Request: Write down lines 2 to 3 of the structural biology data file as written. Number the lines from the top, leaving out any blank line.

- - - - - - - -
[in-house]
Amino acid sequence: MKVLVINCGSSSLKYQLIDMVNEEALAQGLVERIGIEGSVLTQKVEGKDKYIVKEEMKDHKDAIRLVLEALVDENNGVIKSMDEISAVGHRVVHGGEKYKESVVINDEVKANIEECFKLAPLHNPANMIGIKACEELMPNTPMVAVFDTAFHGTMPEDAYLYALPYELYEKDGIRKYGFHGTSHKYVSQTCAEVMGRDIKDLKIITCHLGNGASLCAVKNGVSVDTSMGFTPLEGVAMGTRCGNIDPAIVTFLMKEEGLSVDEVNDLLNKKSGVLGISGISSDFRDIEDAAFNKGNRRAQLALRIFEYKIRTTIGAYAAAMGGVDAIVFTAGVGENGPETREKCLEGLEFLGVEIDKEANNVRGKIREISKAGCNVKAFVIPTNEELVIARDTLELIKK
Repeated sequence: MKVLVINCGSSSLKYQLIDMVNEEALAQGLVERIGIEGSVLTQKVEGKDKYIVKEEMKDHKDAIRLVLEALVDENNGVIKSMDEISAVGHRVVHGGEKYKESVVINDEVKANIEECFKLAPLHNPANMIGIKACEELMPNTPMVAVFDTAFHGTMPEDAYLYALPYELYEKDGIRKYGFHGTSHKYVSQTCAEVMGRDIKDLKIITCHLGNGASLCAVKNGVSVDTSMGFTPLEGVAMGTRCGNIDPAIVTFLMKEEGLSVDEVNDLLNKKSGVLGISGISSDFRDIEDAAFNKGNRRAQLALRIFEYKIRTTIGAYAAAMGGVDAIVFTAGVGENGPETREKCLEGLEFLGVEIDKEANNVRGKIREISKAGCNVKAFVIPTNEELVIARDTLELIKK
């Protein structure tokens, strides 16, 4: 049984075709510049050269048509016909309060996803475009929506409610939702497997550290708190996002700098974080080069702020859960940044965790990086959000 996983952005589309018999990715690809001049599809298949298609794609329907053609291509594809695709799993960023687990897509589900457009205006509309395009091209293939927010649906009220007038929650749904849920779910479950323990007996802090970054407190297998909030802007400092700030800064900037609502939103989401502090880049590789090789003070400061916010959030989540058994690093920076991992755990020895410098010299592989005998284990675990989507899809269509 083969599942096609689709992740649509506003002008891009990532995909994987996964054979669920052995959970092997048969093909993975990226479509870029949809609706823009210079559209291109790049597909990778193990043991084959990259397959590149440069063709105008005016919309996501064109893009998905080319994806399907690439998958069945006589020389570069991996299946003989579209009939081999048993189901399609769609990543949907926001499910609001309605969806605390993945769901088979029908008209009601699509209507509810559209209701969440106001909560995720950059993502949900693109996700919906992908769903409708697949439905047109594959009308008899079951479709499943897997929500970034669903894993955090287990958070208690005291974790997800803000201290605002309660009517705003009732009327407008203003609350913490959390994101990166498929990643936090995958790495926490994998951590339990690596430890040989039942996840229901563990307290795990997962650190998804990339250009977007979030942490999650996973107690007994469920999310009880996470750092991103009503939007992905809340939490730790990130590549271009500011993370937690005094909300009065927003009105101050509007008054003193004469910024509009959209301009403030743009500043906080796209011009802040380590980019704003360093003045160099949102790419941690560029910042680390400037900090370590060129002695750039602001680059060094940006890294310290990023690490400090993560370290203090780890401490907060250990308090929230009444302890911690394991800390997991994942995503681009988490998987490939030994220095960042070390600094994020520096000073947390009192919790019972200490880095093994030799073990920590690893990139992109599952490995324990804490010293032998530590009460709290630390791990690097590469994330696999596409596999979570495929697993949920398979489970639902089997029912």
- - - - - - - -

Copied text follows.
Amino acid sequence: MKVLVINCGSSSLKYQLIDMVNEEALAQGLVERIGIEGSVLTQKVEGKDKYIVKEEMKDHKDAIRLVLEALVDENNGVIKSMDEISAVGHRVVHGGEKYKESVVINDEVKANIEECFKLAPLHNPANMIGIKACEELMPNTPMVAVFDTAFHGTMPEDAYLYALPYELYEKDGIRKYGFHGTSHKYVSQTCAEVMGRDIKDLKIITCHLGNGASLCAVKNGVSVDTSMGFTPLEGVAMGTRCGNIDPAIVTFLMKEEGLSVDEVNDLLNKKSGVLGISGISSDFRDIEDAAFNKGNRRAQLALRIFEYKIRTTIGAYAAAMGGVDAIVFTAGVGENGPETREKCLEGLEFLGVEIDKEANNVRGKIREISKAGCNVKAFVIPTNEELVIARDTLELIKK
Repeated sequence: MKVLVINCGSSSLKYQLIDMVNEEALAQGLVERIGIEGSVLTQKVEGKDKYIVKEEMKDHKDAIRLVLEALVDENNGVIKSMDEISAVGHRVVHGGEKYKESVVINDEVKANIEECFKLAPLHNPANMIGIKACEELMPNTPMVAVFDTAFHGTMPEDAYLYALPYELYEKDGIRKYGFHGTSHKYVSQTCAEVMGRDIKDLKIITCHLGNGASLCAVKNGVSVDTSMGFTPLEGVAMGTRCGNIDPAIVTFLMKEEGLSVDEVNDLLNKKSGVLGISGISSDFRDIEDAAFNKGNRRAQLALRIFEYKIRTTIGAYAAAMGGVDAIVFTAGVGENGPETREKCLEGLEFLGVEIDKEANNVRGKIREISKAGCNVKAFVIPTNEELVIARDTLELIKK